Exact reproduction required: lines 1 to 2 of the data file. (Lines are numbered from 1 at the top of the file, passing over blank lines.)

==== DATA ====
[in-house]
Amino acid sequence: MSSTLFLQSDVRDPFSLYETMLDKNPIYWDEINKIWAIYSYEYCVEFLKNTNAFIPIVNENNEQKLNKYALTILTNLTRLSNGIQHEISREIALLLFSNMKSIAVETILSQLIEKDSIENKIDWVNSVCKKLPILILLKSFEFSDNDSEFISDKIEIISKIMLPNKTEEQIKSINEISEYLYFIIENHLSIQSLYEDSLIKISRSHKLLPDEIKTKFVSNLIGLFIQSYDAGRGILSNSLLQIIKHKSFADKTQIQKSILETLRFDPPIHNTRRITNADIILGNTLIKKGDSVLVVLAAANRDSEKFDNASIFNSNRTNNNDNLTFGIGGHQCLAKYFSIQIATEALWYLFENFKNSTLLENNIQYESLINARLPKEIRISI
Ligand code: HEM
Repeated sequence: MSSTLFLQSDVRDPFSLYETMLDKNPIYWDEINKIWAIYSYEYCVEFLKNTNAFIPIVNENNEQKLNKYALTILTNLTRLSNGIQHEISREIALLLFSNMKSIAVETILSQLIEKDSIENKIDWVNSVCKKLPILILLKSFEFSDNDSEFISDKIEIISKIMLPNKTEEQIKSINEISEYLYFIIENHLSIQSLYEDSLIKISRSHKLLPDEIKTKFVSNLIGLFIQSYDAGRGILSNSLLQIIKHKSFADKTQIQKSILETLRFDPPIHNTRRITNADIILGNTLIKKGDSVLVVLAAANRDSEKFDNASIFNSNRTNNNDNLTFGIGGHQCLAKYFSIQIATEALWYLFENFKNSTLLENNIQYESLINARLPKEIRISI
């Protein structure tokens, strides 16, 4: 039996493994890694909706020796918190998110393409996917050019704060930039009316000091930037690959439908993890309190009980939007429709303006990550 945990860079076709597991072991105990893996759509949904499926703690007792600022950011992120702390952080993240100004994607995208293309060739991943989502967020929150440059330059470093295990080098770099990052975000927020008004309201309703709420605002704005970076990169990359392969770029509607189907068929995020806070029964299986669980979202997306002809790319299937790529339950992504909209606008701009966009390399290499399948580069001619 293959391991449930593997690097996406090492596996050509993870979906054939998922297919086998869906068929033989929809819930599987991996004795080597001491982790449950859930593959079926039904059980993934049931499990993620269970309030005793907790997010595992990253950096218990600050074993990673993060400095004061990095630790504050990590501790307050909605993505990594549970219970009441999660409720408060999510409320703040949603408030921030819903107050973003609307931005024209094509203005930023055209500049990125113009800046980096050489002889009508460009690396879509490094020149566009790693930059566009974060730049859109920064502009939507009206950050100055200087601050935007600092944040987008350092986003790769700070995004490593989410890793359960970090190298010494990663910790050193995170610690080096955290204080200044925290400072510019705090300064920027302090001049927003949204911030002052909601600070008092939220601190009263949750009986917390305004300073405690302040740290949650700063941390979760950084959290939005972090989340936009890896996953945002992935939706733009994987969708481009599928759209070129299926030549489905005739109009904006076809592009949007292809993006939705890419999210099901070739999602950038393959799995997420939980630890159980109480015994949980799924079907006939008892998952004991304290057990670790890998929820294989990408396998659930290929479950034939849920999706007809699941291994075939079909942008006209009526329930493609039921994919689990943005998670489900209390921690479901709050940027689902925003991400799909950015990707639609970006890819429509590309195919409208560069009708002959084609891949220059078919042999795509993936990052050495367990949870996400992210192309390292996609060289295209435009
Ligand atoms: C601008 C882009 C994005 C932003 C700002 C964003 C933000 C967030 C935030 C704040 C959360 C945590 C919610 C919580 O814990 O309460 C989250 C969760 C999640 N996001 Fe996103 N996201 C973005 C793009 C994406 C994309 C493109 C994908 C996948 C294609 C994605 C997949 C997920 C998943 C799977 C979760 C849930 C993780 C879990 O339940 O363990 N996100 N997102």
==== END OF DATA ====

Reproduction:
[in-house]
Amino acid sequence: MSSTLFLQSDVRDPFSLYETMLDKNPIYWDEINKIWAIYSYEYCVEFLKNTNAFIPIVNENNEQKLNKYALTILTNLTRLSNGIQHEISREIALLLFSNMKSIAVETILSQLIEKDSIENKIDWVNSVCKKLPILILLKSFEFSDNDSEFISDKIEIISKIMLPNKTEEQIKSINEISEYLYFIIENHLSIQSLYEDSLIKISRSHKLLPDEIKTKFVSNLIGLFIQSYDAGRGILSNSLLQIIKHKSFADKTQIQKSILETLRFDPPIHNTRRITNADIILGNTLIKKGDSVLVVLAAANRDSEKFDNASIFNSNRTNNNDNLTFGIGGHQCLAKYFSIQIATEALWYLFENFKNSTLLENNIQYESLINARLPKEIRISI